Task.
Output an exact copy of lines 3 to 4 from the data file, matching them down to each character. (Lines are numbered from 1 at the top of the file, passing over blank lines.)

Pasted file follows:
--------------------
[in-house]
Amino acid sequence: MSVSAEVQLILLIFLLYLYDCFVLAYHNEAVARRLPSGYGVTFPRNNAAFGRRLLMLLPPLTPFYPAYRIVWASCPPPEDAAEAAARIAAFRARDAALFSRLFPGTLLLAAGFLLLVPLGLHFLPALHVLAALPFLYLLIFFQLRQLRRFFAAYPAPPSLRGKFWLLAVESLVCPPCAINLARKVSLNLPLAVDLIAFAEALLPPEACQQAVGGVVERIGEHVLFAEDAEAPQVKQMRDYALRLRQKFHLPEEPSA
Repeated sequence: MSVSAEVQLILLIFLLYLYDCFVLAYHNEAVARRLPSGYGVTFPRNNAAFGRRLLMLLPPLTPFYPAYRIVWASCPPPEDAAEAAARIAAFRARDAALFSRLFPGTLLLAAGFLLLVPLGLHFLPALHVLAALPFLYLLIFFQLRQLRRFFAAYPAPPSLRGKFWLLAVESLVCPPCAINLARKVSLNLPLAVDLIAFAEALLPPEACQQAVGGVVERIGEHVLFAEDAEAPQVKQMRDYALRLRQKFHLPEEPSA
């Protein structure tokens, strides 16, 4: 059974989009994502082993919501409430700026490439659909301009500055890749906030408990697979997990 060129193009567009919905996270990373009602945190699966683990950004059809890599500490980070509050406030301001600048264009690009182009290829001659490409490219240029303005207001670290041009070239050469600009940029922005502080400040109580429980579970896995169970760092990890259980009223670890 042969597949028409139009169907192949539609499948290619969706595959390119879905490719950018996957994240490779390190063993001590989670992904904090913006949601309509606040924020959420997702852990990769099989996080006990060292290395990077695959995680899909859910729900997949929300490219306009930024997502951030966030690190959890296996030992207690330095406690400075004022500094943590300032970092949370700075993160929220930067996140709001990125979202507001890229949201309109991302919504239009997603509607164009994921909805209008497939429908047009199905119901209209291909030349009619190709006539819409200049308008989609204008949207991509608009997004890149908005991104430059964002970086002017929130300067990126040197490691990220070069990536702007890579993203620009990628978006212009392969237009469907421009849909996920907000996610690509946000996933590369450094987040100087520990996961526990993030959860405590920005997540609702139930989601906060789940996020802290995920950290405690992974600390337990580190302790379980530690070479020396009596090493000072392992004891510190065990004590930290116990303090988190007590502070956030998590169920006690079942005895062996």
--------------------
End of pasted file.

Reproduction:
Repeated sequence: MSVSAEVQLILLIFLLYLYDCFVLAYHNEAVARRLPSGYGVTFPRNNAAFGRRLLMLLPPLTPFYPAYRIVWASCPPPEDAAEAAARIAAFRARDAALFSRLFPGTLLLAAGFLLLVPLGLHFLPALHVLAALPFLYLLIFFQLRQLRRFFAAYPAPPSLRGKFWLLAVESLVCPPCAINLARKVSLNLPLAVDLIAFAEALLPPEACQQAVGGVVERIGEHVLFAEDAEAPQVKQMRDYALRLRQKFHLPEEPSA
């Protein structure tokens, strides 16, 4: 059974989009994502082993919501409430700026490439659909301009500055890749906030408990697979997990 060129193009567009919905996270990373009602945190699966683990950004059809890599500490980070509050406030301001600048264009690009182009290829001659490409490219240029303005207001670290041009070239050469600009940029922005502080400040109580429980579970896995169970760092990890259980009223670890 042969597949028409139009169907192949539609499948290619969706595959390119879905490719950018996957994240490779390190063993001590989670992904904090913006949601309509606040924020959420997702852990990769099989996080006990060292290395990077695959995680899909859910729900997949929300490219306009930024997502951030966030690190959890296996030992207690330095406690400075004022500094943590300032970092949370700075993160929220930067996140709001990125979202507001890229949201309109991302919504239009997603509607164009994921909805209008497939429908047009199905119901209209291909030349009619190709006539819409200049308008989609204008949207991509608009997004890149908005991104430059964002970086002017929130300067990126040197490691990220070069990536702007890579993203620009990628978006212009392969237009469907421009849909996920907000996610690509946000996933590369450094987040100087520990996961526990993030959860405590920005997540609702139930989601906060789940996020802290995920950290405690992974600390337990580190302790379980530690070479020396009596090493000072392992004891510190065990004590930290116990303090988190007590502070956030998590169920006690079942005895062996």